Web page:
In my last year in college, I received a scholarship to work in Africa on a public health research project. I lived there for three months, visiting remote villages that did not have health care. Ghana has the highest maternal mortality and morbidity rates. I witnessed mothers dying during childbirth by bleeding out and not having access to life-saving, high-quality health care. I truly learned the importance of community and engagement through that experience. It changed my life and was a driving force for my future. 

I completed my medical degree at East Carolina University and residency at Yale University. I completed a three year clinical research fellowship and received my Master degree in Public Health from John Hopkins University.

I owe all of this to those conversations on the front porch all those years ago. 

What brings you the most pride in your career? 

I am most proud of the fact that, somewhere along my journey, I developed the courage to speak up for individuals and communities who are often unseen, unheard and disfavored. 

As a child, I was very shy and barely spoke. I am grateful to be in leadership positions that allow me to elevate the voices, perspectives and concerns of individuals and communities who otherwise may not be heard. 

I recognize the tremendous privilege and responsibility I have as a black, female physician and executive leader to ensure that all individuals, including those from historically marginalized and minoritized backgrounds, have the opportunity to live a full life and enjoy good health.

How does your role at UC San Diego Health address health equity?

As the chief administrative officer for JEDI, my team sets the vison and strategy for clinical leaders in the broad space of health equity. Health equity for our patients and communities is our true north. 

Cene in foreground rhinoceros in background
Cené, up close and personal with a rhinoceros in Ghana. It was on this trip to Africa where she fell in love with public and community health. Photo courtesy of Dr. Cené
Cene (center) with grandparents
Cené with the grandparents who raised her. Photo courtesy of Dr. Cené

We know that there are social and cultural barriers that prevent people from receiving quality care. We look at drivers, such as food insecurity, housing, transportation, and financial strains. For example, does the patient have the means to buy medications? All of these aspects impact health. 

We intentionally think about the social structures that may prevent opportunities for patients to be healthy. High quality health care should be equal. We need to ensure that different patient populations and team members are experiencing the same good outcomes.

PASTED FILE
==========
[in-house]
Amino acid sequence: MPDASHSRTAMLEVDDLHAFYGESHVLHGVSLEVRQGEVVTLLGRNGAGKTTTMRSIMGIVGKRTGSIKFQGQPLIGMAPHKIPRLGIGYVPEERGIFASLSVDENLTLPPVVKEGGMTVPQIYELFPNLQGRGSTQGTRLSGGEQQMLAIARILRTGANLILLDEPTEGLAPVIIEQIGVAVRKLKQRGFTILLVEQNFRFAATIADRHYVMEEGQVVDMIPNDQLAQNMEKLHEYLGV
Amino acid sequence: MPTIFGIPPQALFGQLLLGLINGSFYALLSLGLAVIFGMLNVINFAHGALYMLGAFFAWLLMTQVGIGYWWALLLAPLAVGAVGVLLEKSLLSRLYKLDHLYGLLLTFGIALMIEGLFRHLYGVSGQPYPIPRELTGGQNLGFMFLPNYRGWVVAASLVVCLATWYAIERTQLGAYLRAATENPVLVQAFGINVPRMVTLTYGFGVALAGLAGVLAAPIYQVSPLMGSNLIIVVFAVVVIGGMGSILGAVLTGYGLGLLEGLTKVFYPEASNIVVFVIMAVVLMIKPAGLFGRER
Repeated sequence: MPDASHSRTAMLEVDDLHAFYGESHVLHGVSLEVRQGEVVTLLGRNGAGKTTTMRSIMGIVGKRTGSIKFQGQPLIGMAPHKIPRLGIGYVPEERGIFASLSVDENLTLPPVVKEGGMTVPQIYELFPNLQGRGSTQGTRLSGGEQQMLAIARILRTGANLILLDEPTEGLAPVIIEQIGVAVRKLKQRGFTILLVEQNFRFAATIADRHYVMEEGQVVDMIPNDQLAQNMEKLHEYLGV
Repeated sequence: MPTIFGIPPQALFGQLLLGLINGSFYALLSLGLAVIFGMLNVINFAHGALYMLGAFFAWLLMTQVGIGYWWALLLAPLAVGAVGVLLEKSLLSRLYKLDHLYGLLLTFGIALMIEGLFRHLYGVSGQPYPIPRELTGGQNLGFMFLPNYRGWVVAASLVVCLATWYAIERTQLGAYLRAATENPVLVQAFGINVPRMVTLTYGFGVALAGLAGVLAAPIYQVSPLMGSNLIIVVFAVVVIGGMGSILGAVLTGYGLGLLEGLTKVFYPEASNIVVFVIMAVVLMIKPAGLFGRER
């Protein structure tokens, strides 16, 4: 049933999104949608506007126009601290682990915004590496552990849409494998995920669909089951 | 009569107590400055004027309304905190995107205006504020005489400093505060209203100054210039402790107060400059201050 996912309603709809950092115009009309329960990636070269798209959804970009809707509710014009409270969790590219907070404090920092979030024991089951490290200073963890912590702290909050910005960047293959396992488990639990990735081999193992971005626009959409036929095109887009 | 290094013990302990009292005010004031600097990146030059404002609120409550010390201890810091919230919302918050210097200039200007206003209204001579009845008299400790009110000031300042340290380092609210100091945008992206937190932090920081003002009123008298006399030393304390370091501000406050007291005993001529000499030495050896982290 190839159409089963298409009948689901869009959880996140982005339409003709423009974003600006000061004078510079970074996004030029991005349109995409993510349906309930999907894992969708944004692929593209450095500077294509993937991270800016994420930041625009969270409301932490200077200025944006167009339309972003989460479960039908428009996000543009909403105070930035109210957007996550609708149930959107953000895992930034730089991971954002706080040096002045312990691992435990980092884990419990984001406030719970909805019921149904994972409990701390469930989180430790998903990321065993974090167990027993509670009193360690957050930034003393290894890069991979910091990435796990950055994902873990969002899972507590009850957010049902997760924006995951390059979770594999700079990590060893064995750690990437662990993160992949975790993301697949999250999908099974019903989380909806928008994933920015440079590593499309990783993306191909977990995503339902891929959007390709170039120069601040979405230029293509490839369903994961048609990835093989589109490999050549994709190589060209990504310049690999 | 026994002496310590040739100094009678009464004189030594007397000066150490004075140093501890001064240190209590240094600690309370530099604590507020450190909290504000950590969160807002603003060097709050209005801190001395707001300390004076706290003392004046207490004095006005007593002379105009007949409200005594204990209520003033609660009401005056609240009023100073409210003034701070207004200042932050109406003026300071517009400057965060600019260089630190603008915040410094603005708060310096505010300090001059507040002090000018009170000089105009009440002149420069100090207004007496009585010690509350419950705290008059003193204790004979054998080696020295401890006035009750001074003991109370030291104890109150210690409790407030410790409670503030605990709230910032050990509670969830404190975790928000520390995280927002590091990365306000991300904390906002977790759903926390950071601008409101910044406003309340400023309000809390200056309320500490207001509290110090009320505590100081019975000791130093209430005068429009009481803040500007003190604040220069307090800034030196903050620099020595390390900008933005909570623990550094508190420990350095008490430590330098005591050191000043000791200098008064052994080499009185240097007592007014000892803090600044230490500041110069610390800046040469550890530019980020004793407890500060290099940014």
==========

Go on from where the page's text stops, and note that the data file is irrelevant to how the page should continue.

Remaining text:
Dismantling structural racism is now an official priority within the UC San Diego Health strategic framework. In addition, we are taking immediate action to affirm our health system's commitment to EDI through a health equity steering council, which includes multiple embedded work streams and trainings within the health system to implement long-term change.

JEDI is launching two exciting programs: a mobile health program designed to bring health care directly to individuals living in under-resourced communities and who face many barriers to health, and a program designed to build-up economic resources in local communities through hiring locally and using local suppliers and vendors. 

Mobile health programs have been used across the nation and in San Diego County to help people access health care by bringing care directly to the community — they are like having a health clinic on wheels. Taking health care to the community via mobile units can make a significant difference in the lives of people who face barriers to accessing health care, such as lack of childcare or transportation. 

Despite their effectiveness, there are only 2,000 mobile health clinics in the entire country and only two mobile units in San Diego that provide breast screening. The UC San Diego Health mobile health program is planned to launch in the fall of 2024 with two mobile units, a mammography unit and a general mobile unit. The general mobile unit will start with delivering urgent care services in the South Bay and prenatal and post-partum care to Haitian and Somali communities. The mobile health programs are not just focused on treating illnesses; they are about connecting people with resources that promote health. Through education, outreach, and community partnerships, the UC San Diego Health mobile health programs aim to create a culture of health and wellness so that all San Diegans have what they need to survive and thrive.